One useful concept that I’ve picked up in the last fifteen years is that of “functional atheism.” This bypasses a group’s self-stated understandings of faith to look at how its decision-making process actually works. An organization that is functionally atheist might be full of very devout people who together still decide actions in a completely secular way. I would guess this has become even more the norm among the acronymic soup of national Quaker organizations in the last fifteen years. In that time a lot of bright ideas have come and gone which flashed briefly with the fuel of donor money but which didn’t create a self-sustaining momentum to keep them going long term. Thinking more strategically about what people are seeking in their spiritual lives might have helped those cast seeds land on more fertile grounds.

The Difference Between a Gathered Meeting and a Focused Meeting (3)

Bonus: the 14-year-old comments on my piece include some gentle whining about Friends Journal between myself and a regular reader at the time. Now that I’m its senior editor I’m sure there remains plenty to grumble about.

Categories: Blogs

QOTD: Patricia Dallmann

Quaker Ranter (Martin Kelly) - Tue, 02/27/2018 - 8:45am

“The mission of early Friends was to turn people to the light in the conscience, which would first of all show them where they’d missed the mark. If Friends today would turn our Society around, we must first turn ourselves around inwardly.” [Source]

Categories: Blogs

What is the Faith that Makes Resurrection Possible?

Micah Bales - Mon, 02/26/2018 - 2:00am

This is a sermon that I preached on Sunday, 2/25/18, at the Washington City Church of the Brethren. The scripture readings for this sermon were: Genesis 17:1-7, 15-16; Romans 4:13-25; & Mark 8:31-38. You can listen to the audio, or keeping scrolling to read my manuscript. (FYI, the spoken sermon differs from the written text.)

Listen to the Sermon Now

When I first read through the scripture readings for this Sunday, it wasn’t immediately clear to me how our gospel reading relates to the passage from Genesis. The story of Abraham and Sarah seems to be all about God bestowing unconditional blessing and abundance on two old people who had no hope at all for the future of their family.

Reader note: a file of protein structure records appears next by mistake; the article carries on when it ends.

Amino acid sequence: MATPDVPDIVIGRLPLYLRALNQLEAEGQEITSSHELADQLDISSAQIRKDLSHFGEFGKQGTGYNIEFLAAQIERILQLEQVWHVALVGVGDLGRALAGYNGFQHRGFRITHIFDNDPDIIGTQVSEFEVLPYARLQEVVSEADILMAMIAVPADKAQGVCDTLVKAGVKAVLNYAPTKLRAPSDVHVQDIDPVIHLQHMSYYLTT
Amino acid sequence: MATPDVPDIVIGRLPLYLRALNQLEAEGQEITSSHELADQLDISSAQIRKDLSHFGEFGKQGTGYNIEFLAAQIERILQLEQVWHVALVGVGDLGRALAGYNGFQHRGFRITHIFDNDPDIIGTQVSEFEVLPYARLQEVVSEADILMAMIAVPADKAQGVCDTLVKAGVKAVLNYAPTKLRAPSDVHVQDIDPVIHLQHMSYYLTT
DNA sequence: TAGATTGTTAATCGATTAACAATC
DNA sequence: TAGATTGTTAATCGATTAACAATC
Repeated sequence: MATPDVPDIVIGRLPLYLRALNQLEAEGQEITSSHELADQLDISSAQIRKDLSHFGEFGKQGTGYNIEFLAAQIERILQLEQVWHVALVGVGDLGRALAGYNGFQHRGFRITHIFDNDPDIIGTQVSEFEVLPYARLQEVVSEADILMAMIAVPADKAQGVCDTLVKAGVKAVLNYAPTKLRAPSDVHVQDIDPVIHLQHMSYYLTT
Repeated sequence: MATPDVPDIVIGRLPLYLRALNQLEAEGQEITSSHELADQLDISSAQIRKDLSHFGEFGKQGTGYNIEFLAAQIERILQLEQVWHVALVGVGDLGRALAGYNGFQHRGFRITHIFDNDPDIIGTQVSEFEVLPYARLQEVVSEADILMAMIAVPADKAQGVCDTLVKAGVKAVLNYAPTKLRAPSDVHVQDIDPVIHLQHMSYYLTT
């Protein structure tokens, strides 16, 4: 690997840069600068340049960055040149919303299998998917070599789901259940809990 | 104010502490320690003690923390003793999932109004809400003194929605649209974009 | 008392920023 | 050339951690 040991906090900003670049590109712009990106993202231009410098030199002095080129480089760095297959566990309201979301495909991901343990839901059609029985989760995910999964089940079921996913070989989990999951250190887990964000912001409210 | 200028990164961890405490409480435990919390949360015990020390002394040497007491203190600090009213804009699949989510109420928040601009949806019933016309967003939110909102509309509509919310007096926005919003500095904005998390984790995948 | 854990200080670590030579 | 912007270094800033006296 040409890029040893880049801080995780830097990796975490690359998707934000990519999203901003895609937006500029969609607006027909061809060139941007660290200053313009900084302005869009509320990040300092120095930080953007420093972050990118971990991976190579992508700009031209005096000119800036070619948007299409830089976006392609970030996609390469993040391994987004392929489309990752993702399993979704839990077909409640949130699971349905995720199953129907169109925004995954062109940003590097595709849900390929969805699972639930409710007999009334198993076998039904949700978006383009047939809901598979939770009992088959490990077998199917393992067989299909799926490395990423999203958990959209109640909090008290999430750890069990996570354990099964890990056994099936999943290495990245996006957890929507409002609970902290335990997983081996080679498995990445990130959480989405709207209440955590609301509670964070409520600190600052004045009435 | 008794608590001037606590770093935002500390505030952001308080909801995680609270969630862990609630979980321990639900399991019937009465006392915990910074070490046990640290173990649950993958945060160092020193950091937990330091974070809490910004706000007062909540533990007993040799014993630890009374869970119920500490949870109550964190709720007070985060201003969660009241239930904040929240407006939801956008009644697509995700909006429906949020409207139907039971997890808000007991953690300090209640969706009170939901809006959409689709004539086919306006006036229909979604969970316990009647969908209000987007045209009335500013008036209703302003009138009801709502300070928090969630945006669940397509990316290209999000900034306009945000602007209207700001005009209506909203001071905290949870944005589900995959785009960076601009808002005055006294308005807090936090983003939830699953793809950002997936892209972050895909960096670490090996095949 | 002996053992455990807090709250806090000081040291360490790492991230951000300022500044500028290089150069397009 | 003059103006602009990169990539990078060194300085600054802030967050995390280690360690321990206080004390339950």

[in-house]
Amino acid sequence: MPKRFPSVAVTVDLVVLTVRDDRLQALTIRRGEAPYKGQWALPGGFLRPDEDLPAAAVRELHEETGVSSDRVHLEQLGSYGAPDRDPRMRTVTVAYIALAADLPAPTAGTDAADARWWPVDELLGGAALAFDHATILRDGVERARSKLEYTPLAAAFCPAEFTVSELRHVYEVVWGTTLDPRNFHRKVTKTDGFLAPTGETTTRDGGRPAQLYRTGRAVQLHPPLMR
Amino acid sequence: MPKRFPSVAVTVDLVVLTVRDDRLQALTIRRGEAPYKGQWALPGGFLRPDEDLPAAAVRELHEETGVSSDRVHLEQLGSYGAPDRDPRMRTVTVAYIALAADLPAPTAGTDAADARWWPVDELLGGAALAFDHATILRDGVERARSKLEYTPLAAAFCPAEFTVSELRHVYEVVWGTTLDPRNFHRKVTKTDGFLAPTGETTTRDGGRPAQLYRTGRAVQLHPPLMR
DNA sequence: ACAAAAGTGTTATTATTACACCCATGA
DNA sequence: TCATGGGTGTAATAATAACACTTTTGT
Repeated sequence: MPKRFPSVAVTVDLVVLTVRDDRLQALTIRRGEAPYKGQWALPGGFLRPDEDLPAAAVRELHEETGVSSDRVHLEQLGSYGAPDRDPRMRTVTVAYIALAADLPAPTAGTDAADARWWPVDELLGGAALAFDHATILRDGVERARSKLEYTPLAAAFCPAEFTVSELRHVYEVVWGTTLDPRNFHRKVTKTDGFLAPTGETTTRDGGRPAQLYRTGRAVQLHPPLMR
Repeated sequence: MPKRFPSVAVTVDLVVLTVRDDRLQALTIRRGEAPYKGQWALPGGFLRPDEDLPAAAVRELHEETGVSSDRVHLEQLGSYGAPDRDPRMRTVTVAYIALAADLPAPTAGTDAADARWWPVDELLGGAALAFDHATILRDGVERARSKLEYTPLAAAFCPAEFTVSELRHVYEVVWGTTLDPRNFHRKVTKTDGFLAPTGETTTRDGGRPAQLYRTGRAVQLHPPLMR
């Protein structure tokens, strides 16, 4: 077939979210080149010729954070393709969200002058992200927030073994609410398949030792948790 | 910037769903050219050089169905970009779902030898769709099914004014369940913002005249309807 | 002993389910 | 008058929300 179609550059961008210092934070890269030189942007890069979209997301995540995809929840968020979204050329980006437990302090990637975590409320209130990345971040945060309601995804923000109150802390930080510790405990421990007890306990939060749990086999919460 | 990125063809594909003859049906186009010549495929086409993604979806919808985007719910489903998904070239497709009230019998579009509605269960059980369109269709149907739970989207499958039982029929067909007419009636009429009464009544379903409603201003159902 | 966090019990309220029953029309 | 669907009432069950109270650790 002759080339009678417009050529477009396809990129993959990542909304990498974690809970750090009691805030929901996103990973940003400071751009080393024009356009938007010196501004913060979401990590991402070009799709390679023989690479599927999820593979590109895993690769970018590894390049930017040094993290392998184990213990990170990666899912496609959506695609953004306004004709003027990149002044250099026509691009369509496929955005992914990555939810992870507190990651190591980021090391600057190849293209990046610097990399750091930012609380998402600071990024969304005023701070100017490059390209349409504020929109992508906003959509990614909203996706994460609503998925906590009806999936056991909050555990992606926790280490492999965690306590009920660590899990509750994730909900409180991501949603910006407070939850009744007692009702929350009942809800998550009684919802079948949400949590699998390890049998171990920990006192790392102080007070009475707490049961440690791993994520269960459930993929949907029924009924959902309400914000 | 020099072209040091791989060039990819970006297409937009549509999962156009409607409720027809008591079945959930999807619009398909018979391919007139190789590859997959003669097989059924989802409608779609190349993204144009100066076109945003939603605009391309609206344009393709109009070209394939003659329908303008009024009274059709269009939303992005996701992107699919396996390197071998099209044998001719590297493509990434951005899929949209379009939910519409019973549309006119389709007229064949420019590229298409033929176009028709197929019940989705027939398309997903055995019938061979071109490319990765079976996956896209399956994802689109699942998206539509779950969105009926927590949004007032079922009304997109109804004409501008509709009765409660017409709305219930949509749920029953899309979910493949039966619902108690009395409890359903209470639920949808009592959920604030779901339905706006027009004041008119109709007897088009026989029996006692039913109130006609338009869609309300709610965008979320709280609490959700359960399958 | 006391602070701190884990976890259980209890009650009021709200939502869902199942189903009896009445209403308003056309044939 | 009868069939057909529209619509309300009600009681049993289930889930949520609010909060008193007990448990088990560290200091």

The story of how God promised to make Abraham the father of many nations is one that, at first glance, seems very human and not supernatural at all. All of us want to leave a legacy. No one wants to see their name die out, to be forgotten by future generations. On its face, the story of Abraham and Sarah seems like a case of divine wish-fulfillment – a very human story with very human motivations. I can relate to it instantly.

On the other hand, there’s this story about Jesus and his hard-core insistence on embracing torture and death. In our gospel reading from Mark, Jesus rebukes Peter in front of all the other disciples. He says Peter’s mind is set on human things, rather than on the things of God. Jesus calls Peter “Satan” for his suggestion that Jesus should avoid the cross.

Peter and the other disciples didn’t believe in the cross. They didn’t believe in the path of self-emptying and dying to ego that Jesus was teaching them. Such things are incomprehensible to the human mind. Every one of us can understand a story about God granting new life, vitality, and progeny to an old man and his wife. Is it miraculous for an old woman to bear a child? Absolutely. Does it challenge our conception of the good life? Of who God is and should be? Probably not.